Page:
Pickerington third-graders performed well on a state reading assessment examination given last fall and are expected to show further gains when tested again this spring, according to the district's teaching and learning director.
Of the 735 Pickerington Local School District third-graders who took the Ohio Achievement Assessment test for reading last October, 14.7 percent scored in the "limited" proficiency range, a report from the Ohio Department of Education showed Dec. 13.
Under state standards, students must earn a score of 392 to achieve the "third-grade reading guarantee."
Those in the limited range scored at 384 or below and risk being retained in the third grade if they don't bring scores up when the test is administered this spring or following remedial instruction and an exam to be offered during the summer.
However, Sharon Caccimelio, Pickerington's director of teaching and learning, noted 29.4 percent of district third-graders scored in the "advanced" range (432 to 507), 21.2 percent were deemed "accelerated" (415 to 431) and 18.4 percent were "proficient" (400 to 415).
She also said all of the students had only been in third grade about 90 days before they were tested, and she believes the district will be able to provide intervention instruction throughout this school year to help students improve their reading skills and test scores.
"We wouldn't expect kids to pass the end-of-the-year (standard) when they've only been in third grade a month and a half," Caccimelio said. "I feel incredibly good about what we're doing."
In addition to limited students, the ODE considers students who scored in the 385 to 399 range to have "basic" reading skills.
The report issued Friday, Dec. 13, noted 16.3 percent of Pickerington's third-graders scored in that range, but it didn't specify how many scored high enough to reach the reading guarantee.
In all, 69 percent of third-graders scored at "proficient or above," according to the ODE.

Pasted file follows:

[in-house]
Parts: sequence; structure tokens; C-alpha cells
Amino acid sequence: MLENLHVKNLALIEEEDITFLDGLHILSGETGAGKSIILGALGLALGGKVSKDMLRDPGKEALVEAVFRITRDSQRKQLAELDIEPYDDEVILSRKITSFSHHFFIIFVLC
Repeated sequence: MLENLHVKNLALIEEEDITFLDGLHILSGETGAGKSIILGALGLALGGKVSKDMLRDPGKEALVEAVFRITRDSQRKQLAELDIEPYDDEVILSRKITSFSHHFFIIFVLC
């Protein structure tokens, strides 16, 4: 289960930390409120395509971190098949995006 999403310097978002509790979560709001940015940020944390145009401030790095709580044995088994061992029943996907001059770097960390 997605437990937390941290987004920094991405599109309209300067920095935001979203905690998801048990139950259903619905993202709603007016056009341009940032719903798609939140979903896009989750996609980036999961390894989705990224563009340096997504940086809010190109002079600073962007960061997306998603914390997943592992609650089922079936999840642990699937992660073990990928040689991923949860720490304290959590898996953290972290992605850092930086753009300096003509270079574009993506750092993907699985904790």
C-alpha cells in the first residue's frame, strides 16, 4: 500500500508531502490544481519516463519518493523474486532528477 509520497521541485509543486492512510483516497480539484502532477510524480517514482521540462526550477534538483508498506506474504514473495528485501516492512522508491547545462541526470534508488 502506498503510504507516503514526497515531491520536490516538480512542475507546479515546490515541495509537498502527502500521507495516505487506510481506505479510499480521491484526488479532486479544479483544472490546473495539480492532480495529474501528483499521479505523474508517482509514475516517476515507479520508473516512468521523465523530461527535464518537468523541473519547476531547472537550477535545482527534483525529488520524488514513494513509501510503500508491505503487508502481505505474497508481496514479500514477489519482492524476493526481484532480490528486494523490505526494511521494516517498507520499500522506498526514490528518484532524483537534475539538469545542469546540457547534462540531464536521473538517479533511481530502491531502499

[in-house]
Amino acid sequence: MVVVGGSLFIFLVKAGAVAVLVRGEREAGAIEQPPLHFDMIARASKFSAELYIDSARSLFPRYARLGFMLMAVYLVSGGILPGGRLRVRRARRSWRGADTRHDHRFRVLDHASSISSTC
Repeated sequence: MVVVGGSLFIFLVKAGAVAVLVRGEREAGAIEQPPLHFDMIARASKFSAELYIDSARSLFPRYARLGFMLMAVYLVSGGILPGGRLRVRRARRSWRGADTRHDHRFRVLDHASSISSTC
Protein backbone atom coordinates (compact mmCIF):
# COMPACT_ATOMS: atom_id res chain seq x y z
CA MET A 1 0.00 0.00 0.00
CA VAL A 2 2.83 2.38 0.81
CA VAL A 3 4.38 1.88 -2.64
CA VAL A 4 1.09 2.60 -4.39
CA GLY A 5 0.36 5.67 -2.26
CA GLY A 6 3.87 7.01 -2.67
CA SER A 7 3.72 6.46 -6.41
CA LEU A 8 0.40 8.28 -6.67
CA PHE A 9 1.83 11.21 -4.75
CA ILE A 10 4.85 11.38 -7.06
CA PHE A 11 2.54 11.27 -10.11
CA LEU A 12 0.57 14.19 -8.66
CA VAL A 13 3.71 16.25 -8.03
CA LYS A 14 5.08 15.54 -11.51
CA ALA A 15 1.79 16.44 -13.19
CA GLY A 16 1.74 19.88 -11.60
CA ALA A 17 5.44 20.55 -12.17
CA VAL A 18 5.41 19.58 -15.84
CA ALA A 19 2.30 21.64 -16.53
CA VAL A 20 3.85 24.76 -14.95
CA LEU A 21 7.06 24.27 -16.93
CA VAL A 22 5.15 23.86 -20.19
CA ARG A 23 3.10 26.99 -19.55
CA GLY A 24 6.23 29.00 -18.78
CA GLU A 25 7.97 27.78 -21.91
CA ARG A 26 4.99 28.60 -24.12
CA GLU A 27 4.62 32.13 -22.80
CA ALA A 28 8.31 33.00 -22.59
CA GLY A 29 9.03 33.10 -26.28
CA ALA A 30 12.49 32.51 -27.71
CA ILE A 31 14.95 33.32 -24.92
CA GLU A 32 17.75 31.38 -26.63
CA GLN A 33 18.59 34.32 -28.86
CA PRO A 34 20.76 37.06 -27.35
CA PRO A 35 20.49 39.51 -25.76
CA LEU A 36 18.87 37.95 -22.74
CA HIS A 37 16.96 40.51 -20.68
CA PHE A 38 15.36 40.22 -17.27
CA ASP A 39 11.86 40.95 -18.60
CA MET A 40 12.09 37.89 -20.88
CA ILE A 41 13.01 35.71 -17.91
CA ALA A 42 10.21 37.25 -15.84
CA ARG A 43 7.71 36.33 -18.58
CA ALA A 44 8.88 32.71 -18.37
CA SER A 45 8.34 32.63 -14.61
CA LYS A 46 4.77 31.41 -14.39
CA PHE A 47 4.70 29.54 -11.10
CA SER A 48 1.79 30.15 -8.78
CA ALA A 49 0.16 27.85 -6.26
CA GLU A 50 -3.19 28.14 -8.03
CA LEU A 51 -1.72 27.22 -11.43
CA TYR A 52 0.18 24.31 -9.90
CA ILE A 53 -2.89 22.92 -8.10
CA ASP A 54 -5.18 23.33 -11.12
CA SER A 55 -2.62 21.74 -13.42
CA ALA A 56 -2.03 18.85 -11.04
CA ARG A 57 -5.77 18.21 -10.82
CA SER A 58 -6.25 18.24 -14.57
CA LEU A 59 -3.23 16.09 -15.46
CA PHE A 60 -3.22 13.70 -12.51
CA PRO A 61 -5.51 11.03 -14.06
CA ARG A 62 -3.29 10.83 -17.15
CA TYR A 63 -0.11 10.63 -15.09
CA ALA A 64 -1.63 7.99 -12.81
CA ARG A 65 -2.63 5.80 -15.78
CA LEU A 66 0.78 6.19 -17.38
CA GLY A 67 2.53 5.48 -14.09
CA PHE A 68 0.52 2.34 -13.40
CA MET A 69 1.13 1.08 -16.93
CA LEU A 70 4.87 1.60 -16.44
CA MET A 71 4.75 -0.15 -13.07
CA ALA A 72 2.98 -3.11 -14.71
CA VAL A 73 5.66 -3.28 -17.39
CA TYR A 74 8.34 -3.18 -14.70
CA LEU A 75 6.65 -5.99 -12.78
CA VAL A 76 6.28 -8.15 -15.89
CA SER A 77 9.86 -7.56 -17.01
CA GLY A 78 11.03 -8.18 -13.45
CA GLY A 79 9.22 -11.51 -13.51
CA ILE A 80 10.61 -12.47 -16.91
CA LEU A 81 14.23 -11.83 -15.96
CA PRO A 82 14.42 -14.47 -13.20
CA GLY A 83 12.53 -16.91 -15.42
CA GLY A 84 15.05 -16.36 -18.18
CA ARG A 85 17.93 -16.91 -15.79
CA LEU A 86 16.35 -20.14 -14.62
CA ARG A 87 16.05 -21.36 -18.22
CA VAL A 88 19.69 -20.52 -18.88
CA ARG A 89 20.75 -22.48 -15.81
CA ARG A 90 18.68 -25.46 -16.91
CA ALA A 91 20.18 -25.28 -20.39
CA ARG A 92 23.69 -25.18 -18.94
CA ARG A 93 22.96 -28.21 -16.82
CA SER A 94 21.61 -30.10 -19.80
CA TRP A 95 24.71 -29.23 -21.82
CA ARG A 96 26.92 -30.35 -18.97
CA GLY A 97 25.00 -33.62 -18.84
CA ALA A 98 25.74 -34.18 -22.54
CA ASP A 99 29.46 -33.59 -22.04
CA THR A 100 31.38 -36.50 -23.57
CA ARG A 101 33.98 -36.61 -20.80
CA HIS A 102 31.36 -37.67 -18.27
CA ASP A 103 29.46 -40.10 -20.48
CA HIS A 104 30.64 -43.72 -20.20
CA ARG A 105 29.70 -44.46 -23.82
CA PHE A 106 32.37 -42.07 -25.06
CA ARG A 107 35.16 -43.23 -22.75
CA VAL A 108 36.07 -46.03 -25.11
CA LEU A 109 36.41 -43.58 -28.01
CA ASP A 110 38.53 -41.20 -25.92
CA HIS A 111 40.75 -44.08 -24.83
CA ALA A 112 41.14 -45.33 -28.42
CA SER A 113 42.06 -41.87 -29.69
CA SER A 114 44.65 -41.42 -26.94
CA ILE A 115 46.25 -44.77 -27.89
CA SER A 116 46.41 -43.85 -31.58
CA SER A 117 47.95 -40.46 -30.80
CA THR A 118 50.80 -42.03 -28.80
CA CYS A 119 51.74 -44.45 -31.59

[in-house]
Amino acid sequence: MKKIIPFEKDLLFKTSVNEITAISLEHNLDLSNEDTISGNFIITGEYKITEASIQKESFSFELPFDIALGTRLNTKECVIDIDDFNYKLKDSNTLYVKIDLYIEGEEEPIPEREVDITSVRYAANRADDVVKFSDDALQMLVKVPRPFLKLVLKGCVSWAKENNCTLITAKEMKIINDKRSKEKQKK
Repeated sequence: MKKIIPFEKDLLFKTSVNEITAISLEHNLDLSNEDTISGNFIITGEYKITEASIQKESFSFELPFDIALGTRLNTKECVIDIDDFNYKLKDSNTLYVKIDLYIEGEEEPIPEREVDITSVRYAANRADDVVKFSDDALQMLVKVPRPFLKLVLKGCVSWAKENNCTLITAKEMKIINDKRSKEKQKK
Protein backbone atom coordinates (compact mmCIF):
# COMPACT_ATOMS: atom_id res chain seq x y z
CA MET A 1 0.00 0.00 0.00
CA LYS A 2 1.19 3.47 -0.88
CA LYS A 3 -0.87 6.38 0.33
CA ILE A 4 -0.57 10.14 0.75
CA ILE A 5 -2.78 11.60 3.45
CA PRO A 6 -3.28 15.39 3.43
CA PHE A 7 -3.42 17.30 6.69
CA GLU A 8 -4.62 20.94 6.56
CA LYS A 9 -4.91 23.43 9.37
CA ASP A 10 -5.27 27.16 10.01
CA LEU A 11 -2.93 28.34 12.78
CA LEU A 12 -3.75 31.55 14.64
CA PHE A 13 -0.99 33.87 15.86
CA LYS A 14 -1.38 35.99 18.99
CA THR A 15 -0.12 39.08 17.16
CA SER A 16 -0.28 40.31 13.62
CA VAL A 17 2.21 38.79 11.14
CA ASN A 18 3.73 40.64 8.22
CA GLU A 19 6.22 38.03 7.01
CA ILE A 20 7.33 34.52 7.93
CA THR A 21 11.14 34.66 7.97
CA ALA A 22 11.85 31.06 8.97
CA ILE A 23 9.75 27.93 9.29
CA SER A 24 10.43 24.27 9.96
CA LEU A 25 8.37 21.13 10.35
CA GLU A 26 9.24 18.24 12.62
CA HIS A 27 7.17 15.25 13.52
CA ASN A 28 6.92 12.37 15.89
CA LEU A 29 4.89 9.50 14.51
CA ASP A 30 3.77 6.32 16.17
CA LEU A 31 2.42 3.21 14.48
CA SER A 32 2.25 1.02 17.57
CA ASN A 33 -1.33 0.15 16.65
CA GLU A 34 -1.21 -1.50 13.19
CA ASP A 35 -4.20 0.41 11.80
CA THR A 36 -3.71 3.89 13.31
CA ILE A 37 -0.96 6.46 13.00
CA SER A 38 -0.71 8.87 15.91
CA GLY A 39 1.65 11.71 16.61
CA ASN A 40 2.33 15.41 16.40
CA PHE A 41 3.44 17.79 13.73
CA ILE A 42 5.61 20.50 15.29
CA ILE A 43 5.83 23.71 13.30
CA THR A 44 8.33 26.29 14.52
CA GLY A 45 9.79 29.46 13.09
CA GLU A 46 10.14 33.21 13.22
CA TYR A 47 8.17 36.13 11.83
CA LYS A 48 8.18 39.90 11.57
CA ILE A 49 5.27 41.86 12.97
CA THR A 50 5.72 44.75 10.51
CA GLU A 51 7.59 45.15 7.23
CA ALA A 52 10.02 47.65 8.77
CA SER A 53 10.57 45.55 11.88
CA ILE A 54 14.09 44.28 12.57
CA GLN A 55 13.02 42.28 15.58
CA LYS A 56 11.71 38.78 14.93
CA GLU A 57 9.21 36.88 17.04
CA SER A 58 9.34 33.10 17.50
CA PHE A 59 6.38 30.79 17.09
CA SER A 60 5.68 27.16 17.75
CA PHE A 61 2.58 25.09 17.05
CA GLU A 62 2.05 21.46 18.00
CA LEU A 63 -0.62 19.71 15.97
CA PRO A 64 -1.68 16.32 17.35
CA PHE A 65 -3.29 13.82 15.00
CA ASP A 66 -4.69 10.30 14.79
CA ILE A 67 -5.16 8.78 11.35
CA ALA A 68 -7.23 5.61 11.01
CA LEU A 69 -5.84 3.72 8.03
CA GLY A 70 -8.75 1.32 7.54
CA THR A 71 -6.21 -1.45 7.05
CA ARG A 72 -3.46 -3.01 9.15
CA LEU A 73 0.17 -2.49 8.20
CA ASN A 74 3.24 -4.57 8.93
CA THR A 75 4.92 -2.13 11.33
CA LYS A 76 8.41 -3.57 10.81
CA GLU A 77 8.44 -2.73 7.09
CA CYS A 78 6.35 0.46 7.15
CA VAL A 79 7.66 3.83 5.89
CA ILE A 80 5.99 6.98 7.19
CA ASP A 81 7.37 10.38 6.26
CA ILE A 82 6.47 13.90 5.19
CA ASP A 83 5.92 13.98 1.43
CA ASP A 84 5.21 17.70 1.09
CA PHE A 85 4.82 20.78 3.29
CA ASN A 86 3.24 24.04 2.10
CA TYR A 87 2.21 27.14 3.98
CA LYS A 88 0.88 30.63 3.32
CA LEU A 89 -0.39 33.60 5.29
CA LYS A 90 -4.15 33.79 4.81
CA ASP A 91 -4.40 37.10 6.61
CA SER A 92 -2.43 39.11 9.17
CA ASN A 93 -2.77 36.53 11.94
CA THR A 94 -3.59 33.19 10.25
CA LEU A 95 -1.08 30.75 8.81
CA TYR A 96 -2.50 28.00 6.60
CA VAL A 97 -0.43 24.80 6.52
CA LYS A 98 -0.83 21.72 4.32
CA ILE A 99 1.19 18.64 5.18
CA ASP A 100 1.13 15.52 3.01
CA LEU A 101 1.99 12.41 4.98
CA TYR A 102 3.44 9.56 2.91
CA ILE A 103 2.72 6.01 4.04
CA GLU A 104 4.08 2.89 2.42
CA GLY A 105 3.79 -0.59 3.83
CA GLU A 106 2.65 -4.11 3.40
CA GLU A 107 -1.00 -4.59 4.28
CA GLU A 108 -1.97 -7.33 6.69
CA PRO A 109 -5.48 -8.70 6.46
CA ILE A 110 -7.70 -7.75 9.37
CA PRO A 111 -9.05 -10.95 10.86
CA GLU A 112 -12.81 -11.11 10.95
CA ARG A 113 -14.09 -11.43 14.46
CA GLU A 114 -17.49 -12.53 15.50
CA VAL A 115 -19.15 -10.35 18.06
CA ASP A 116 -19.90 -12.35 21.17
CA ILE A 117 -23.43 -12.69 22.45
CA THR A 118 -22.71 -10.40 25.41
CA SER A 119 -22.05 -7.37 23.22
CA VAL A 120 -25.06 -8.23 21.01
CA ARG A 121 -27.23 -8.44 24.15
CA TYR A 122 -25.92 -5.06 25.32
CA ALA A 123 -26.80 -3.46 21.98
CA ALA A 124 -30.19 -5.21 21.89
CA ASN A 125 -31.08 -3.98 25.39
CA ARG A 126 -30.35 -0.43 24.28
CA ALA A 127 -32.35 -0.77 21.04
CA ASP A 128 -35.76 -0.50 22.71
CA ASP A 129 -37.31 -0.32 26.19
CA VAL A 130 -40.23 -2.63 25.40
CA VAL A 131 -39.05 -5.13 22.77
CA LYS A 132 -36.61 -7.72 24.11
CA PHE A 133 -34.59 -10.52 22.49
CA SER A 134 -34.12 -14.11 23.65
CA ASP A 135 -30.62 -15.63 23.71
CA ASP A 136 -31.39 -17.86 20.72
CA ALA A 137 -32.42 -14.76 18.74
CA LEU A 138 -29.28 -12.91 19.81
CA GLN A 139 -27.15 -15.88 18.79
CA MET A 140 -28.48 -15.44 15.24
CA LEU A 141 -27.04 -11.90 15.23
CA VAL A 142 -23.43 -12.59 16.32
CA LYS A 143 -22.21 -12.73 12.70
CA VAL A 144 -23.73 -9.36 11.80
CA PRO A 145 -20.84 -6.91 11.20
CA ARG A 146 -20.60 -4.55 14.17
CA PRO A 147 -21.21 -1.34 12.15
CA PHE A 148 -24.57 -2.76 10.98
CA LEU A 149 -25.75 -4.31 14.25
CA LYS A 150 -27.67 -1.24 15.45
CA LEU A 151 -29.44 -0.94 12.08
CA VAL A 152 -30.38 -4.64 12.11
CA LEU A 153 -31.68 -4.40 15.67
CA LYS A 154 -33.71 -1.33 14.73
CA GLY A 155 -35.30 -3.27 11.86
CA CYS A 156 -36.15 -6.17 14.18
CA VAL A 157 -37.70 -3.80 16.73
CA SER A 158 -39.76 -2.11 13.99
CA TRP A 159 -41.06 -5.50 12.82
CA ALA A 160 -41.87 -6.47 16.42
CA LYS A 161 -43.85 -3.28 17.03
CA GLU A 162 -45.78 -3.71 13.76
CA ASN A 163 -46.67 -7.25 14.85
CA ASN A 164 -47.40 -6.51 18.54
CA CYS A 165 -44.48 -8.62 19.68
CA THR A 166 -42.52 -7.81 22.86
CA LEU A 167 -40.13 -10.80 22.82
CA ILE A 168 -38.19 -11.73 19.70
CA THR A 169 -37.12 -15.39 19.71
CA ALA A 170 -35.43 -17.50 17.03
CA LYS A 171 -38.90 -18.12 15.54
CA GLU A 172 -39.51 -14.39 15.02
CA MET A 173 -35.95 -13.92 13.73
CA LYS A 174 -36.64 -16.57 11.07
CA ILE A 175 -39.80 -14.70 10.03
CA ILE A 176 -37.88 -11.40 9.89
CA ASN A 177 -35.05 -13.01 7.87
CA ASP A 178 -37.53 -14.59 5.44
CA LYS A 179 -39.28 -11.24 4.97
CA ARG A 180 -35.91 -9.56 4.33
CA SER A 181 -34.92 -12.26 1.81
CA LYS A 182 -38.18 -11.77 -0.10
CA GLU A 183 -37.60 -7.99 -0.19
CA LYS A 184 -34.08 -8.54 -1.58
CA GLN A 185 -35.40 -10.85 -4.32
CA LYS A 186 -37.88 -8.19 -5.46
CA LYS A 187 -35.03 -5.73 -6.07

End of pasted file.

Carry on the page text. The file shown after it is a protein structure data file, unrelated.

"We don't get the information by student," said John Charlton, ODE spokesman.
"It might be worth noting that according to previous years, 60 percent who score in the basic level after the fall administration end up proficient after the spring administration of the OAA."
Caccimelio said the district has identified which students were considered to have basic or limited reading skills and is providing additional instruction to them to help improve competency.
In addition to the OAA exam, she said the district each March conducts diagnostic reading assessments of students to further gauge their knowledge and learning growth.
"Those kids that are behind, we monitor their progress," she said. "We make sure they receive intervention in addition to the teaching they're receiving in the classroom.
"We feel confident that our instructional practices will prove beneficial to all students and that those students who need intervention or enrichment will receive the instruction that they need, as well."
Caccimelio said the district doesn't only focus on bringing students up to speed, however.
She noted ODE standards require districts to provide a full year of learning growth for all students, regardless of their levels of proficiency.
"Twenty-nine percent of kids scored in the highest range," she said. "Those kids present a different challenge because we also have to grow those kids."